Thursday, September 10, 2015

Dopey data

The women's marathon world record holder Paula Radcliff is receiving a lot of heat in the media at the moment all because some blood test data was leaked (stolen) to a newspaper who then implied that some of the results suggested that a "household name" was involved in doping. Later a parliamentary committee chairman suggested that a British marathon winner was implicated in this story (he may as well have named her).

I don't know whether Radcliff took drugs or not, she should certainly be assumed innocent until proven guilty but I am pretty sure that her current approach of refusing to release her data and simply gazing, wide-eyed, into the camera and assuring us that she is "clean" will not do. Unfortunately the huge financial rewards available to top athletes (of all sports) these days brings with it a responsibility to show (beyond reasonable doubt) that cheating is not a factor in any success. As has been seen from assertive, media-savvy characters such as Lance Armstrong among others, simply saying you're clean (in an assertive manner) is no guarantee of fair play. I fear Radcliff needs to show (and explain) her data. She claims it could be misinterpreted, which may well be true, but this could be minimised by getting a suitably qualified expert to present it on her behalf. It would be very much in the broader interests of athletics generally that this matter be resolved one way or another, whenever there are gaps in our knowledge people have a tendency to fill them with all manner of fiction and malice.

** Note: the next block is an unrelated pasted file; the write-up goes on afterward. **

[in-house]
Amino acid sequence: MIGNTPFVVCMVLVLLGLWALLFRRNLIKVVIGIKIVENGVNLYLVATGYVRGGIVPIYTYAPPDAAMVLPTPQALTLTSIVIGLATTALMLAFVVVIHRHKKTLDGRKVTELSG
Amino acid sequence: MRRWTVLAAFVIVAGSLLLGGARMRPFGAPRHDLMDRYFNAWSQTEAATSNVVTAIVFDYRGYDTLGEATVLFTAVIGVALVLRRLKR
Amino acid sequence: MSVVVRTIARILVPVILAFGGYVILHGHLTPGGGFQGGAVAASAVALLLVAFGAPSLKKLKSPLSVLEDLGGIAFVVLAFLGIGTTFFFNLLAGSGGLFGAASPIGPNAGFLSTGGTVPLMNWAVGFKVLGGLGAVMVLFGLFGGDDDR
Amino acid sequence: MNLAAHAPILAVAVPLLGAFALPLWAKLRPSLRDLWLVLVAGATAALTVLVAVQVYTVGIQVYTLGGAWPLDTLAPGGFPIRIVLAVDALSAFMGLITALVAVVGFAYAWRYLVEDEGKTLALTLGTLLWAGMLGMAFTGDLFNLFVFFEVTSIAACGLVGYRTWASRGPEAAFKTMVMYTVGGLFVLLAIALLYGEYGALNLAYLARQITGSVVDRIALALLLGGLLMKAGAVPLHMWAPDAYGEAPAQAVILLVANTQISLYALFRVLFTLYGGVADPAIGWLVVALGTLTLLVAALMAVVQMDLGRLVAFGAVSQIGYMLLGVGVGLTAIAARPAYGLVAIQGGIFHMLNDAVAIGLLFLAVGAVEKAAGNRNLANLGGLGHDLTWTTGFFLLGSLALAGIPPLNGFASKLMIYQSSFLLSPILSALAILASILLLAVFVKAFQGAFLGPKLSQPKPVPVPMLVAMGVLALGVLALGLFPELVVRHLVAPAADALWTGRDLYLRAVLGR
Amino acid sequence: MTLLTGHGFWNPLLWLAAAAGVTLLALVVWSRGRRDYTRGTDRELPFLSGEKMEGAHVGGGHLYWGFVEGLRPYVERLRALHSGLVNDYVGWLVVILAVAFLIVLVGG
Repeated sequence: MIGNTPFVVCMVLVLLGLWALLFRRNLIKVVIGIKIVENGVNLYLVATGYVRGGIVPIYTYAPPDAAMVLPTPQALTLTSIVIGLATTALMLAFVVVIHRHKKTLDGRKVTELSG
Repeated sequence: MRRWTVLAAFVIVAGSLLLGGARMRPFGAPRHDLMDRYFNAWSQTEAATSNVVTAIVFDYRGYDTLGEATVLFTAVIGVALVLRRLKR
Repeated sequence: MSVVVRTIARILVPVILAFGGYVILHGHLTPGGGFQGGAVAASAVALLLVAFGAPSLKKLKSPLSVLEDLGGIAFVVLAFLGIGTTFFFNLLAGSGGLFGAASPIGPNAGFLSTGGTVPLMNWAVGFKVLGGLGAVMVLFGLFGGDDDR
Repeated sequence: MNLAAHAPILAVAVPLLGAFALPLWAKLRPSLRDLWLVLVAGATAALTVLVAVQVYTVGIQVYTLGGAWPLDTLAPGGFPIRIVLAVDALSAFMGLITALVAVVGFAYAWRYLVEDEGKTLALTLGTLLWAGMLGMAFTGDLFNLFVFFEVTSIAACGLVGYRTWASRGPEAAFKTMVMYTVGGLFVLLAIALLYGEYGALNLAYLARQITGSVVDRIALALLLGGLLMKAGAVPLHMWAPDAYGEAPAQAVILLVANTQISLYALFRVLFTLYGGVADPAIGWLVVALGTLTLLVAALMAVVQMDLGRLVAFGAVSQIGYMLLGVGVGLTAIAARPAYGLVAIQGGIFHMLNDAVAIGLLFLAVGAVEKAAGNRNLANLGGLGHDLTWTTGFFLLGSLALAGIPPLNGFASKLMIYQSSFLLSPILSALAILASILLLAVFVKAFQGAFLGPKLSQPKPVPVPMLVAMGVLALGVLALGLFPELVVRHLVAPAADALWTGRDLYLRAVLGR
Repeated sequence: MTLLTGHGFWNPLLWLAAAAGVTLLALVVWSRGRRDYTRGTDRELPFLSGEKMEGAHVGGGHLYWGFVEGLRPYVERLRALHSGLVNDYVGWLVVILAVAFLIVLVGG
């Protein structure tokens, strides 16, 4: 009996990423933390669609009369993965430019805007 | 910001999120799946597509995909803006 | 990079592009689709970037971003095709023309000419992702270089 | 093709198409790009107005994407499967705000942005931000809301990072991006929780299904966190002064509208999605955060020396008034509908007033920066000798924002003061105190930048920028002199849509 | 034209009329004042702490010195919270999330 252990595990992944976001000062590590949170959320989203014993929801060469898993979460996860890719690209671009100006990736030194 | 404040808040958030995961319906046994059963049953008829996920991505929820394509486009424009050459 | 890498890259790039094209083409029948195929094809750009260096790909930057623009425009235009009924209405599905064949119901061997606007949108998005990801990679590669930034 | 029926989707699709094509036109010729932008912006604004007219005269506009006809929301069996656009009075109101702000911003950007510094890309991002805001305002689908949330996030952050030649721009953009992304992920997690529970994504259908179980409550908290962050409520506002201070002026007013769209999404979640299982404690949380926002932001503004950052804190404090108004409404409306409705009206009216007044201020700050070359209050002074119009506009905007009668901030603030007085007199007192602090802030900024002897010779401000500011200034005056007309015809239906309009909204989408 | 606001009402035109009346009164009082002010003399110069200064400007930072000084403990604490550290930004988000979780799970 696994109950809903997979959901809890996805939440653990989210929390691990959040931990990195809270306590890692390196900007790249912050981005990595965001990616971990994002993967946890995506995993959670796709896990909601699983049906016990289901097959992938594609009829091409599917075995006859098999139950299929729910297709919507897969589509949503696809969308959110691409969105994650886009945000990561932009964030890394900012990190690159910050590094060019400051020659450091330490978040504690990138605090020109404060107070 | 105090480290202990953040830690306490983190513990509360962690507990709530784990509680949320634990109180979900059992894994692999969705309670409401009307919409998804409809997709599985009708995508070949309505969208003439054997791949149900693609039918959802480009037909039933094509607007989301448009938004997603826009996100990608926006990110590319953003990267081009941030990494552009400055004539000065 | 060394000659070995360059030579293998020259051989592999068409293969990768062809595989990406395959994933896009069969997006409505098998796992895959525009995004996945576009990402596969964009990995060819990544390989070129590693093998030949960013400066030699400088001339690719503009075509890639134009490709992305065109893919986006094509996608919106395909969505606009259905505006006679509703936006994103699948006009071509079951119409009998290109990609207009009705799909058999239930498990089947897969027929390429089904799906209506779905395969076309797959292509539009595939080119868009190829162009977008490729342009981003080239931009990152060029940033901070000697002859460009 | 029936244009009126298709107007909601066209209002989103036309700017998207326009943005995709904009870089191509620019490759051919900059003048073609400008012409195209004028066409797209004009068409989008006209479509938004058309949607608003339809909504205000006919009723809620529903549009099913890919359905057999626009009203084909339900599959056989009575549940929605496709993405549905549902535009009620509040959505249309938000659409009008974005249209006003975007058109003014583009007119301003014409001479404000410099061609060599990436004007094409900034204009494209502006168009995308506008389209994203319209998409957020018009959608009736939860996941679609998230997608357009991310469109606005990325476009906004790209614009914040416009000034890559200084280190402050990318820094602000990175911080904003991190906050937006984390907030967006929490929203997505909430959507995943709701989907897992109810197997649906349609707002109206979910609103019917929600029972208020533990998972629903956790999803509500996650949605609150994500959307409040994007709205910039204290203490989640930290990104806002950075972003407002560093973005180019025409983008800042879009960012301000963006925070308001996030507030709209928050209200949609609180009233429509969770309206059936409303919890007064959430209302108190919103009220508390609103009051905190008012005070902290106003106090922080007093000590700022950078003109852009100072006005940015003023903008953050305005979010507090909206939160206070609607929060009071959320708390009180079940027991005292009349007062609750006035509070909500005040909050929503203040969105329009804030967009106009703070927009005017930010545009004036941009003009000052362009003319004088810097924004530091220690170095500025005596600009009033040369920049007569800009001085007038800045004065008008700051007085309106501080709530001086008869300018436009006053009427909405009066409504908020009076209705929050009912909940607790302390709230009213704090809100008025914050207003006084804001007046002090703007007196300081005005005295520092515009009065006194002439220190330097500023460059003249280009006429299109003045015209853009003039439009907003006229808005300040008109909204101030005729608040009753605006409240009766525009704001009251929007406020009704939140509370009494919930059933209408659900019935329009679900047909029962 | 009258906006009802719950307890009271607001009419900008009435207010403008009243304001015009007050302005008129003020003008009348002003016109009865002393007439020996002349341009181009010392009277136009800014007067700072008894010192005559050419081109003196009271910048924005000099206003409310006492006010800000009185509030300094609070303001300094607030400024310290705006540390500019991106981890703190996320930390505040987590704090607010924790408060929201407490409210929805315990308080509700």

No comments: